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Estienne Barbier, born in the Loire Valley in 1699, lays claim to service in the armies of the kings of France and Prussia, but he is an inveterate liar, and the truth is less glorious: irate husbands have made the Lowlands too hot to hold him, and he has deserted his pregnant wife to stow away for the Cape of Good Hope.
An expedition to the hinterland opens his eyes to the majesty of the African landscape and its wondrous animals and he is enchanted by the rumour of a fabled city of gold. But he also begins to see clearly the sordid dealing that underlies the self-righteous pomposity of the East India Company. It is a vision that makes him powerful enemies. Taking cover on a remote farm, and energetically consoling sundry widows, Barbier finds himself, to his own surprise, fomenting rebellion.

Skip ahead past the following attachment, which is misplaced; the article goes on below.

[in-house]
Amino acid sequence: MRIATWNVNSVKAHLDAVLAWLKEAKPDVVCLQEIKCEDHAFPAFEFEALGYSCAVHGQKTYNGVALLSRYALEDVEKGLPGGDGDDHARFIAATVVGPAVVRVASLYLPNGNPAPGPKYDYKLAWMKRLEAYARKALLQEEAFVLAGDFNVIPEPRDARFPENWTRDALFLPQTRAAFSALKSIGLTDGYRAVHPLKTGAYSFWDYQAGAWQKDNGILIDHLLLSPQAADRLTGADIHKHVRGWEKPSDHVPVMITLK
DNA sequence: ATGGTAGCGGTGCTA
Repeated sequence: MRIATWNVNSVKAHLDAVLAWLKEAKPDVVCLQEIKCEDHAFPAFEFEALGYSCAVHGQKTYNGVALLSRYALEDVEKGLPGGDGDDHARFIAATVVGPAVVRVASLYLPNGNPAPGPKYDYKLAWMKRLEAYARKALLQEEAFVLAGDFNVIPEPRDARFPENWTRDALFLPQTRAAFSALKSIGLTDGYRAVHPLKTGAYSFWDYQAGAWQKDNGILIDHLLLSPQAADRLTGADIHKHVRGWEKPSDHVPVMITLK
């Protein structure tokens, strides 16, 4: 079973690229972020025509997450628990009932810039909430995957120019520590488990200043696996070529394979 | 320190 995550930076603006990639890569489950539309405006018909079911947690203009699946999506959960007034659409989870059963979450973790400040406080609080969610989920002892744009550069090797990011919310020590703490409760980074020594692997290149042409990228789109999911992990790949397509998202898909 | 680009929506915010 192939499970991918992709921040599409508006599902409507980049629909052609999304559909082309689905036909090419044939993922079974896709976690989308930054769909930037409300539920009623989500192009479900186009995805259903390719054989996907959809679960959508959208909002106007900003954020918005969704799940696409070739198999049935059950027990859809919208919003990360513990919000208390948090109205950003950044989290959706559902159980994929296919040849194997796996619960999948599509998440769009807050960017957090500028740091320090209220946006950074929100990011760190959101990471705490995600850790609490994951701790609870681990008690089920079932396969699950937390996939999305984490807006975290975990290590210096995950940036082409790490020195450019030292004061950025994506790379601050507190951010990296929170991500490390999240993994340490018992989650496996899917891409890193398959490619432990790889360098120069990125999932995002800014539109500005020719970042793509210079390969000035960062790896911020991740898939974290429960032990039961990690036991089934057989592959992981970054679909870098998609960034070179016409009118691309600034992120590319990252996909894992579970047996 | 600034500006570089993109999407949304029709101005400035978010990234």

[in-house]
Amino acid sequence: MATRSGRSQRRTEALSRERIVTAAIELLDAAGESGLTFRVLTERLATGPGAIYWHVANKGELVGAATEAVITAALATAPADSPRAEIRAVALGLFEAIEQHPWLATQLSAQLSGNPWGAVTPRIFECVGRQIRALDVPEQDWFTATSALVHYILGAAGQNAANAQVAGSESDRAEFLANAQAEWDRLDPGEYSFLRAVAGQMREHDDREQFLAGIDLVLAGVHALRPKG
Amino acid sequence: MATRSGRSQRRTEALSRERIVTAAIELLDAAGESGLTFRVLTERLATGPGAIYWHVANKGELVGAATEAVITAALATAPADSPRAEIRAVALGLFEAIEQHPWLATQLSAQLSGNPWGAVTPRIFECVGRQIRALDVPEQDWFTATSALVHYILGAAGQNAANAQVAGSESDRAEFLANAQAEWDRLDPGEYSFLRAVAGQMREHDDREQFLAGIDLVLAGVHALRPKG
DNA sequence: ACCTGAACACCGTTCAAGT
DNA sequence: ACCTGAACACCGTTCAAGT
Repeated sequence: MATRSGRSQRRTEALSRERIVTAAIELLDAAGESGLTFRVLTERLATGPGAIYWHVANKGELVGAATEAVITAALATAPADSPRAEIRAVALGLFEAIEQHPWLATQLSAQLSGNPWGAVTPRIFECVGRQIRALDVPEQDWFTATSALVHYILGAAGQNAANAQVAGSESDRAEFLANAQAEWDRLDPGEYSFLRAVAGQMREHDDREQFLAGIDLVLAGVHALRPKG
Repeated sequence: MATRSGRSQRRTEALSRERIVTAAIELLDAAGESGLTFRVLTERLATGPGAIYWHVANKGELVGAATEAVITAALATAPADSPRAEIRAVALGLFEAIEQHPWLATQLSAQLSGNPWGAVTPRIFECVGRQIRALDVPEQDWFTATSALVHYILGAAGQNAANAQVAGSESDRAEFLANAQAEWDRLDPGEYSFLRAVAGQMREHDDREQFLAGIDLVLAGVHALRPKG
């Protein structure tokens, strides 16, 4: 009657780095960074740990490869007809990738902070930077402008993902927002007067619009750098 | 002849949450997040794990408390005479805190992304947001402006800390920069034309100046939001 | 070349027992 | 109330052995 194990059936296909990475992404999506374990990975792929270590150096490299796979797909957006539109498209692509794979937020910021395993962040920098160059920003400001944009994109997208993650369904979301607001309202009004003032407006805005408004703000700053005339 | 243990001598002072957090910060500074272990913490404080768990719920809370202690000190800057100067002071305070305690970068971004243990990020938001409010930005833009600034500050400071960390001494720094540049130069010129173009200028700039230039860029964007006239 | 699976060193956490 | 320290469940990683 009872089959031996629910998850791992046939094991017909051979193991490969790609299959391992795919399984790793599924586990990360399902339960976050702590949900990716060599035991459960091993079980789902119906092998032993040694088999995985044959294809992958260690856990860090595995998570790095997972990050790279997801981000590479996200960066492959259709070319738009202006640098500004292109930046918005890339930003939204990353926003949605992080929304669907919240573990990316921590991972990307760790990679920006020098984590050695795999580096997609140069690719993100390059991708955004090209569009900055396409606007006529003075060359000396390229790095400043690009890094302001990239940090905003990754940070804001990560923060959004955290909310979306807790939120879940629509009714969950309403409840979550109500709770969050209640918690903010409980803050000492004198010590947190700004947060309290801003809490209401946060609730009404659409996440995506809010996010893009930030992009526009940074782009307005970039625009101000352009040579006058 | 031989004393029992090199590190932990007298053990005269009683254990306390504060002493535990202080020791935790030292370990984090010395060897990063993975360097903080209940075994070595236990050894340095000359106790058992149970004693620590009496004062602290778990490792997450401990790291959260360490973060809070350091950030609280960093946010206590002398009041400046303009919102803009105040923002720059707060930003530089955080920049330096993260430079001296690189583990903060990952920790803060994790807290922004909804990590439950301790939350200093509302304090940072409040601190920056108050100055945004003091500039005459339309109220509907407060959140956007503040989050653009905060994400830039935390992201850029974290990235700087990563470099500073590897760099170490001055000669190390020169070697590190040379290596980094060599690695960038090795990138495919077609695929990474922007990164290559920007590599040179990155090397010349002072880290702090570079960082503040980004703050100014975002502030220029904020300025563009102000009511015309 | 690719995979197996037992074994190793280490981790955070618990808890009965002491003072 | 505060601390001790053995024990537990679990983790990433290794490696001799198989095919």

South African novelist Brink (A Dry White Season ; An Act of Terror ) seems at first to be working a much lighter, more picaresque vein here than in his usual, more overtly political fiction. The narrator is a French-born soldier of fortune, Estienne Barbier, telling of his adventures in the South Africa run by the Dutch East India Company in the 18th century (there was such a person, though Brink wryly admits that most of his story is invented; still, he adds, ``One never knows''). Barbier, sentenced to death for aiding a slave girl's escape and trying to foment a revolt in Capetown, awaits execution. He spins tall tales of his adventures in the scarcely known (to Europeans) continent, and it soon becomes apparent that, like the Don Quixote he constantly evokes, many of his exploits are of the imaginary kind. Driven by a manic search for a legendary lost treasure and for a vanished slave girl, helped in moments of crisis by interior dialogues with the spirit of Joan of Arc, Barbier creates a remarkable picture of the Africa of his time, the marginal existence of the Dutch farmers, the corruption of the civic administration and the near-invisibility of the ``hottentots'' who then, as now, did most of the menial work. In the end, his search becomes one for justice, for himself as well as for the native inhabitants. The book can therefore be read both as an adventure yarn and as a salutary political fable. Coming as it does at a time of enormous change in South Africa, the latter is what lingers most powerfully.